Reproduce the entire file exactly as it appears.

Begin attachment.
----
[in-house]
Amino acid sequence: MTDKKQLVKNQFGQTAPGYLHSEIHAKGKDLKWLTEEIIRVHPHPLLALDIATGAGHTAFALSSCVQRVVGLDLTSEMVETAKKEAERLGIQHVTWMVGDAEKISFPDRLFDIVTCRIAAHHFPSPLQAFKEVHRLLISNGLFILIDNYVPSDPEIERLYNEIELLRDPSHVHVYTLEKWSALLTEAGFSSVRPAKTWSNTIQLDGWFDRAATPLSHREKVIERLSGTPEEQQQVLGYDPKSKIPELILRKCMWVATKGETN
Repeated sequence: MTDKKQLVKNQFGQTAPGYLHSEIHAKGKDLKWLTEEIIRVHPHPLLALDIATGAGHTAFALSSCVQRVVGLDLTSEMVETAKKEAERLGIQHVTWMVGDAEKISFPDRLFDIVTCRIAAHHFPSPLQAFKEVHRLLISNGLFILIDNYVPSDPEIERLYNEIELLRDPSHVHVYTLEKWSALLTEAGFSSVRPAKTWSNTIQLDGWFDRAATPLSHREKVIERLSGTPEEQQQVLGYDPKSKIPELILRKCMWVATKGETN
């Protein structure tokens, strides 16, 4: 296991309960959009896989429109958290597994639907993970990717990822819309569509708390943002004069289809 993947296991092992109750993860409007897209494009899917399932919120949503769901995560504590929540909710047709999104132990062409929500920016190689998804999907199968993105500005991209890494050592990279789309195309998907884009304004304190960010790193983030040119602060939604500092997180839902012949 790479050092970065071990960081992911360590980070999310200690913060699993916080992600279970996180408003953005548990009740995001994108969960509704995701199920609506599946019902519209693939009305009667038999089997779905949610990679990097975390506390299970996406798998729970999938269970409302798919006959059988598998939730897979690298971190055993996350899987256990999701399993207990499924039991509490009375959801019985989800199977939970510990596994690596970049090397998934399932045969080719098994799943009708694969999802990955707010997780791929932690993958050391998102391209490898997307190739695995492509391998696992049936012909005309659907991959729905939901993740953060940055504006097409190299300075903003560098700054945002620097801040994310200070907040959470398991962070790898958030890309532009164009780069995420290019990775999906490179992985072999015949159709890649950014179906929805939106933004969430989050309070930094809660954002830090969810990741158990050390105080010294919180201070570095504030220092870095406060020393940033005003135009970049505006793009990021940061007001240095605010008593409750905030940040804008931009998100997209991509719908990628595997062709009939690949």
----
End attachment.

[in-house]
Amino acid sequence: MTDKKQLVKNQFGQTAPGYLHSEIHAKGKDLKWLTEEIIRVHPHPLLALDIATGAGHTAFALSSCVQRVVGLDLTSEMVETAKKEAERLGIQHVTWMVGDAEKISFPDRLFDIVTCRIAAHHFPSPLQAFKEVHRLLISNGLFILIDNYVPSDPEIERLYNEIELLRDPSHVHVYTLEKWSALLTEAGFSSVRPAKTWSNTIQLDGWFDRAATPLSHREKVIERLSGTPEEQQQVLGYDPKSKIPELILRKCMWVATKGETN
Repeated sequence: MTDKKQLVKNQFGQTAPGYLHSEIHAKGKDLKWLTEEIIRVHPHPLLALDIATGAGHTAFALSSCVQRVVGLDLTSEMVETAKKEAERLGIQHVTWMVGDAEKISFPDRLFDIVTCRIAAHHFPSPLQAFKEVHRLLISNGLFILIDNYVPSDPEIERLYNEIELLRDPSHVHVYTLEKWSALLTEAGFSSVRPAKTWSNTIQLDGWFDRAATPLSHREKVIERLSGTPEEQQQVLGYDPKSKIPELILRKCMWVATKGETN
């Protein structure tokens, strides 16, 4: 296991309960959009896989429109958290597994639907993970990717990822819309569509708390943002004069289809 993947296991092992109750993860409007897209494009899917399932919120949503769901995560504590929540909710047709999104132990062409929500920016190689998804999907199968993105500005991209890494050592990279789309195309998907884009304004304190960010790193983030040119602060939604500092997180839902012949 790479050092970065071990960081992911360590980070999310200690913060699993916080992600279970996180408003953005548990009740995001994108969960509704995701199920609506599946019902519209693939009305009667038999089997779905949610990679990097975390506390299970996406798998729970999938269970409302798919006959059988598998939730897979690298971190055993996350899987256990999701399993207990499924039991509490009375959801019985989800199977939970510990596994690596970049090397998934399932045969080719098994799943009708694969999802990955707010997780791929932690993958050391998102391209490898997307190739695995492509391998696992049936012909005309659907991959729905939901993740953060940055504006097409190299300075903003560098700054945002620097801040994310200070907040959470398991962070790898958030890309532009164009780069995420290019990775999906490179992985072999015949159709890649950014179906929805939106933004969430989050309070930094809660954002830090969810990741158990050390105080010294919180201070570095504030220092870095406060020393940033005003135009970049505006793009990021940061007001240095605010008593409750905030940040804008931009998100997209991509719908990628595997062709009939690949």